Wednesday 8 December 2021

This robot will check your vital signs

Spot, the robot-dog, has been used in a hospital trial to triage potential Covid-19 patients. The intriguing thing is that patients seemed to be at ease with it. Image credit: Boston Dynamics

Boston Dynamics Spot robot looks like a dog (at least like a mechanical dog) and was designed to operate in a variety of complex environment, with complex meaning uneven pavement, cluttered with “stuff” (including people). This is pretty challenging for a robot, it requires both the awareness on what is going on around it and the capability to move around avoiding obstacles, taking stairs, even jumping over a barrier.

Spot is pretty good at this (watch the clip), it can walk on slippery pavements, go up a flight of stairs, find its way around obstacles and avoid bumping into people.

If you ever stop to consider the inside of an hospital you can easily perceive how complex it is to move around: carts left in the way, nurses dashing here and there,… Just the kind of place where a robot would have a challenging time.

That’s exactly the place where Spot might shine! A joint team from MIT, Boston Dynamics and Brigham and Women’s Hospital has set out to test both Spot capabilities in a hospital context and its acceptance by people (patients, medical staff and visitors). And not just to see how it can blend in, rather to test how much it can help.

They have equipped Spot with sensors to check patients and in-patients vital signs, have placed a tablet where a dog head is and use the screen and the camera to have medical staff communicating with patients. One application tested was in the triage of incoming patients to assess Covid-19 infection, thus cutting down potentially dangerous exposure.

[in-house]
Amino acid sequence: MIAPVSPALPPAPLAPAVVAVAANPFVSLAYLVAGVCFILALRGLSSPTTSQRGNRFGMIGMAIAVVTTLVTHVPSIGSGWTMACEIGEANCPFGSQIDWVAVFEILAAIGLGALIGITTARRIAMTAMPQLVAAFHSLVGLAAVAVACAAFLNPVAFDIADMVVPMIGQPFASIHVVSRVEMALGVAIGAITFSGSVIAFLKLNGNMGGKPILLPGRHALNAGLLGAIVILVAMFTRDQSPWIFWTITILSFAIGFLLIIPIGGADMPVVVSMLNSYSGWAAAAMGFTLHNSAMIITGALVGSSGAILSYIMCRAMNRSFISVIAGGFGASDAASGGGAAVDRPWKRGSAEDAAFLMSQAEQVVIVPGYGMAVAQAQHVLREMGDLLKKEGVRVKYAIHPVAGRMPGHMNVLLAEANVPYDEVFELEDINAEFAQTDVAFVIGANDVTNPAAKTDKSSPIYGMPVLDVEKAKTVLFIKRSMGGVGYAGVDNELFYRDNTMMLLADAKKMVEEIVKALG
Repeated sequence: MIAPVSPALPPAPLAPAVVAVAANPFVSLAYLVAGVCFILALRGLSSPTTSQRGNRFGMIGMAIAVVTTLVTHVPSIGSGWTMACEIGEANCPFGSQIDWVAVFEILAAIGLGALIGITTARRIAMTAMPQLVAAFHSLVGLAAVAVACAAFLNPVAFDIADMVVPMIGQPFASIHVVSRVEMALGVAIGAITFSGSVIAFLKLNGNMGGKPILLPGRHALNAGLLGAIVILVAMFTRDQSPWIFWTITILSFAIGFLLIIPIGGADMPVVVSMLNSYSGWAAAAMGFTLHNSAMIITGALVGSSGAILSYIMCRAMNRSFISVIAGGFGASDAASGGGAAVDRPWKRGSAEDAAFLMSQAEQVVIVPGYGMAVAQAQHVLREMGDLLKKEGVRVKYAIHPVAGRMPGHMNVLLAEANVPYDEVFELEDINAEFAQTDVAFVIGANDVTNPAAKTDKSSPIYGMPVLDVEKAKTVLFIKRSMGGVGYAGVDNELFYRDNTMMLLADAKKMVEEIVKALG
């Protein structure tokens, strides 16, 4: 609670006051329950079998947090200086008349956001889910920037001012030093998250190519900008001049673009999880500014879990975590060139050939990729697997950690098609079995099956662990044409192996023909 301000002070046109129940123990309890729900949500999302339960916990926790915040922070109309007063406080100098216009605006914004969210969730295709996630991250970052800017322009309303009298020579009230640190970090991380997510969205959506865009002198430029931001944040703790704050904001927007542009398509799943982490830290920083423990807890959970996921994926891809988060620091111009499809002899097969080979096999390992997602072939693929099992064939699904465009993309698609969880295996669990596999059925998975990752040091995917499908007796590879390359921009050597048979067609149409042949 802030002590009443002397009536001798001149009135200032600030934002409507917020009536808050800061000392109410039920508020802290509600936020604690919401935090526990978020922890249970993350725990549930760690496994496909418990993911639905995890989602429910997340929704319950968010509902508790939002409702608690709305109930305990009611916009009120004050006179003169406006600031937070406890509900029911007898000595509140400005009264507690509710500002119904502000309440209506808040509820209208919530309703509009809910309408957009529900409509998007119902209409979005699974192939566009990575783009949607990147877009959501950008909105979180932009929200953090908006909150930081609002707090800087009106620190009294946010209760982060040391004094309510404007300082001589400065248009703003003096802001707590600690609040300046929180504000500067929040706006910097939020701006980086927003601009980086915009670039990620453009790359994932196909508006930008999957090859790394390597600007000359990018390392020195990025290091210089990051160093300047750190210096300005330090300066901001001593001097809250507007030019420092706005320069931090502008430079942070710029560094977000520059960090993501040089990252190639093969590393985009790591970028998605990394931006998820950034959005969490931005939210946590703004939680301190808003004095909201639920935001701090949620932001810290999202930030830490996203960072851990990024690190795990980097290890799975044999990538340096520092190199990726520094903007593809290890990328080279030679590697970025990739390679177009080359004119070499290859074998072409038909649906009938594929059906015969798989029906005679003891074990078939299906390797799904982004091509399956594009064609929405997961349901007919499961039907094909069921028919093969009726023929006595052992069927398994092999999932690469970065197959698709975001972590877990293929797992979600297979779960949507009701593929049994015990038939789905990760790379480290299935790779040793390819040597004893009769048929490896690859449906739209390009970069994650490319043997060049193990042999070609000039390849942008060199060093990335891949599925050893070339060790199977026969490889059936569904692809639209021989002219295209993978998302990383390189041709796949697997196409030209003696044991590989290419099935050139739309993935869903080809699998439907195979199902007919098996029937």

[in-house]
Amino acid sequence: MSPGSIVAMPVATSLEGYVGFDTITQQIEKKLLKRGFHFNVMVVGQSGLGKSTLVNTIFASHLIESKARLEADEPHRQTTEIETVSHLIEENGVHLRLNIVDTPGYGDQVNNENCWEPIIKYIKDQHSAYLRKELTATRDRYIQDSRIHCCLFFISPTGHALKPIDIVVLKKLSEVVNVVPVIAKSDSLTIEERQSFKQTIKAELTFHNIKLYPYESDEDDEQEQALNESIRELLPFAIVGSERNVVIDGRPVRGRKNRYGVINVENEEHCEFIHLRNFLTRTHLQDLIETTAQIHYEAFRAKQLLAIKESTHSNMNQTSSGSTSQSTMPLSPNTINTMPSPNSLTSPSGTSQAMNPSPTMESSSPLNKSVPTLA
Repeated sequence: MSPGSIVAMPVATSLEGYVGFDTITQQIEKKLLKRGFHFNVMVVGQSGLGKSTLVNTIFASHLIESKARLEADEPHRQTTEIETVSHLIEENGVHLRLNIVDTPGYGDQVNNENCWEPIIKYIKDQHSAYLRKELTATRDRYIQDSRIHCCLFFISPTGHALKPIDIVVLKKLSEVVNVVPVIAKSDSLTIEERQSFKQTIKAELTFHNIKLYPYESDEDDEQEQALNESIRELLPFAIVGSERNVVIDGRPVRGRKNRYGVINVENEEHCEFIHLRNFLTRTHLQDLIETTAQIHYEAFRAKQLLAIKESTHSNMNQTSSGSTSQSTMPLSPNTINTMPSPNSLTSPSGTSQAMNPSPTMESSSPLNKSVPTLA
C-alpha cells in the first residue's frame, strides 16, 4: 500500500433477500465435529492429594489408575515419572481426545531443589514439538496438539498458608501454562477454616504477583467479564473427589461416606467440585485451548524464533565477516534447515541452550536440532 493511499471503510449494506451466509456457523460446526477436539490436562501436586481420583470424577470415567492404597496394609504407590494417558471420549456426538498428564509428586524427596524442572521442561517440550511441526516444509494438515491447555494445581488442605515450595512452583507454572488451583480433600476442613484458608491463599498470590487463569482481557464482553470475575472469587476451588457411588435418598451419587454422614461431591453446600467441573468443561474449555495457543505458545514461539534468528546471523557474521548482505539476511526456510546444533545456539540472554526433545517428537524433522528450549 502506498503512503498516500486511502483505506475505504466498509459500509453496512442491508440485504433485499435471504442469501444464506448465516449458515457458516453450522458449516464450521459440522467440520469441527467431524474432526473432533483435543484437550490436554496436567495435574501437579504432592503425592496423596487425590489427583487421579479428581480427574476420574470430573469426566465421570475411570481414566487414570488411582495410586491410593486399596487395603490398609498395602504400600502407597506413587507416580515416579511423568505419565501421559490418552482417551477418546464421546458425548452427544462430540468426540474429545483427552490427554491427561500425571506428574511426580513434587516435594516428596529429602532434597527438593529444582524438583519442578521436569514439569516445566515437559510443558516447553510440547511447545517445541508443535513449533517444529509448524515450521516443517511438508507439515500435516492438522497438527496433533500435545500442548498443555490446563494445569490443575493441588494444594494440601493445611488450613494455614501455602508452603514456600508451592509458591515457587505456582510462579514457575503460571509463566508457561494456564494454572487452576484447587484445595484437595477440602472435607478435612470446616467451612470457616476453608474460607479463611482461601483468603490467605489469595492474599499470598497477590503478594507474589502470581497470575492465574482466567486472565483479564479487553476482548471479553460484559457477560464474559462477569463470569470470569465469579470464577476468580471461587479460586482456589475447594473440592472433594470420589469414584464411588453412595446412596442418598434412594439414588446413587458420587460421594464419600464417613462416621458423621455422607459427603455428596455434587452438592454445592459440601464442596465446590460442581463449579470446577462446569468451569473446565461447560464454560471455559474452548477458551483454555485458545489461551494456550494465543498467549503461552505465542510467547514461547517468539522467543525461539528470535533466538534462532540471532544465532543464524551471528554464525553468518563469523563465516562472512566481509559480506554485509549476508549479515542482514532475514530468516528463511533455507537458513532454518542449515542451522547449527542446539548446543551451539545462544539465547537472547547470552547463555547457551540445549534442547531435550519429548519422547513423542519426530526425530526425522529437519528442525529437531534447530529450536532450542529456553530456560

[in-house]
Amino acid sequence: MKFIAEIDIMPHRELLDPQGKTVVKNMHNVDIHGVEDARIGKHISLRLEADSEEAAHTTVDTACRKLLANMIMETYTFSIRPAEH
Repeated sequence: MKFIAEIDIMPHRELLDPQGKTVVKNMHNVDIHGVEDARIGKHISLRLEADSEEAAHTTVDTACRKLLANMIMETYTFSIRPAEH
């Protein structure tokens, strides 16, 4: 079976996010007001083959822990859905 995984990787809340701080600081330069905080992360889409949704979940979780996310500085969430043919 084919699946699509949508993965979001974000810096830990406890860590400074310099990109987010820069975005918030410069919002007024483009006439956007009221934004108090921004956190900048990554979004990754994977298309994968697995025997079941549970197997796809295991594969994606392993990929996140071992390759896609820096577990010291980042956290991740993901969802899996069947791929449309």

Spot is equipped with 4 video cameras, temperature sensors able to detect pulse, breathing and blood oxygen saturation from as far as 2 meter from the patient. This distance is important to avoid contamination (although Spot gets frequently exposed to ultraviolet rays sterilising it).

Additionally, the Spot-doctor/nurse can move around the hospitals making rounds to check vital signs, including the look of patients, with an AI based image recognition software that can spot visual signs of problems by looking at a patient’s face.

Interestingly, Spot proved helpful, and that was easy to predict, and it seems that people accepted its presence with patients looking forward to its round and even attempting some chatting. It might be, as researchers were ready to admit, that its acceptance in the hospital was also fostered by the difficult times we are going through, where help, any help, is welcome.

Read the original article here

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